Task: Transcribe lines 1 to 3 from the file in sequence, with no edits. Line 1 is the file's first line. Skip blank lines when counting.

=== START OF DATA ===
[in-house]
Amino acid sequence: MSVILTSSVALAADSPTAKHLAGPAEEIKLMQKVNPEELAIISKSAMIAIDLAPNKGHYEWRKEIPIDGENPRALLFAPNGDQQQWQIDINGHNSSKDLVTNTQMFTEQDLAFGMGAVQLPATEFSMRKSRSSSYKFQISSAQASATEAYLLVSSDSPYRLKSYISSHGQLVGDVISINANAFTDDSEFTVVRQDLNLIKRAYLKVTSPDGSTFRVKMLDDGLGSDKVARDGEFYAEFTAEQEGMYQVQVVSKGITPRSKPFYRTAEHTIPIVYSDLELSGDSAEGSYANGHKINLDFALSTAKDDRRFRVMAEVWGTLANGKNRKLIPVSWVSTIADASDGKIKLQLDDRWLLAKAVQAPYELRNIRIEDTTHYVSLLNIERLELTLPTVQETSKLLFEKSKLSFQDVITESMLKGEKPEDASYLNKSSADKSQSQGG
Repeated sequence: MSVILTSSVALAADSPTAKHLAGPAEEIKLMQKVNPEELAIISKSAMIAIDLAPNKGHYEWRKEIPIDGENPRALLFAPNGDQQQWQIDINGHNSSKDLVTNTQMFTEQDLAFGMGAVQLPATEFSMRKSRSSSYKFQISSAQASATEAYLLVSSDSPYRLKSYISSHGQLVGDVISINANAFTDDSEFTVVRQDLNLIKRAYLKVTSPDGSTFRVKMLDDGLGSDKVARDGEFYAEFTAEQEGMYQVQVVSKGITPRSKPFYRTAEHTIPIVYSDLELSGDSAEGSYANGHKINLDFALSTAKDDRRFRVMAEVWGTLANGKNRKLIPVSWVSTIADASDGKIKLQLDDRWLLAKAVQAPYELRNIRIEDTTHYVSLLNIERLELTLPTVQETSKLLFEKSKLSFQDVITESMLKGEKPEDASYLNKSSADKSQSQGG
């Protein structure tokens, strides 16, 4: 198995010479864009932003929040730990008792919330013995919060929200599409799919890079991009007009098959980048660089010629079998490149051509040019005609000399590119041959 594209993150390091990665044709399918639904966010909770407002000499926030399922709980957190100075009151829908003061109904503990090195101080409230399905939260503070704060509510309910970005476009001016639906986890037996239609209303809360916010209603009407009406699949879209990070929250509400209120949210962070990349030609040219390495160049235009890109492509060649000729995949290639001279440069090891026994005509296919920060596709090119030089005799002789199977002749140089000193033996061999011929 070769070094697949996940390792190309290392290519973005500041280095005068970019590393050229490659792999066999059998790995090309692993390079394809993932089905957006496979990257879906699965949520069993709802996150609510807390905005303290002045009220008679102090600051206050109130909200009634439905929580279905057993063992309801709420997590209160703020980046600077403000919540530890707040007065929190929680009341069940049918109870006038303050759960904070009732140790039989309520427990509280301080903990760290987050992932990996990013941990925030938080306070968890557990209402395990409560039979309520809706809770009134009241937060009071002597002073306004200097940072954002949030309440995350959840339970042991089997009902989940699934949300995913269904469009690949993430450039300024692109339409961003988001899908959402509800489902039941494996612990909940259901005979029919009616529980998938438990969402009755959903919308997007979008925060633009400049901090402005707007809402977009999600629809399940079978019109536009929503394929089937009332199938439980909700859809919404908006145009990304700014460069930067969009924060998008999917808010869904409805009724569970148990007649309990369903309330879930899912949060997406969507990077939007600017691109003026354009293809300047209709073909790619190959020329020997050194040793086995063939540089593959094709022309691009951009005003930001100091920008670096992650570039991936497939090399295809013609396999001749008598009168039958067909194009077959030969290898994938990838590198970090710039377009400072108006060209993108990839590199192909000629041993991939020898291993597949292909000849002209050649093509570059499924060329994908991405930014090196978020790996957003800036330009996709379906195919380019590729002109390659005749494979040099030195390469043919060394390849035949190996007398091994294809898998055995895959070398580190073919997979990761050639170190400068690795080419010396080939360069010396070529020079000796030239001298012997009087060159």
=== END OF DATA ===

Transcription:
[in-house]
Amino acid sequence: MSVILTSSVALAADSPTAKHLAGPAEEIKLMQKVNPEELAIISKSAMIAIDLAPNKGHYEWRKEIPIDGENPRALLFAPNGDQQQWQIDINGHNSSKDLVTNTQMFTEQDLAFGMGAVQLPATEFSMRKSRSSSYKFQISSAQASATEAYLLVSSDSPYRLKSYISSHGQLVGDVISINANAFTDDSEFTVVRQDLNLIKRAYLKVTSPDGSTFRVKMLDDGLGSDKVARDGEFYAEFTAEQEGMYQVQVVSKGITPRSKPFYRTAEHTIPIVYSDLELSGDSAEGSYANGHKINLDFALSTAKDDRRFRVMAEVWGTLANGKNRKLIPVSWVSTIADASDGKIKLQLDDRWLLAKAVQAPYELRNIRIEDTTHYVSLLNIERLELTLPTVQETSKLLFEKSKLSFQDVITESMLKGEKPEDASYLNKSSADKSQSQGG
Repeated sequence: MSVILTSSVALAADSPTAKHLAGPAEEIKLMQKVNPEELAIISKSAMIAIDLAPNKGHYEWRKEIPIDGENPRALLFAPNGDQQQWQIDINGHNSSKDLVTNTQMFTEQDLAFGMGAVQLPATEFSMRKSRSSSYKFQISSAQASATEAYLLVSSDSPYRLKSYISSHGQLVGDVISINANAFTDDSEFTVVRQDLNLIKRAYLKVTSPDGSTFRVKMLDDGLGSDKVARDGEFYAEFTAEQEGMYQVQVVSKGITPRSKPFYRTAEHTIPIVYSDLELSGDSAEGSYANGHKINLDFALSTAKDDRRFRVMAEVWGTLANGKNRKLIPVSWVSTIADASDGKIKLQLDDRWLLAKAVQAPYELRNIRIEDTTHYVSLLNIERLELTLPTVQETSKLLFEKSKLSFQDVITESMLKGEKPEDASYLNKSSADKSQSQGG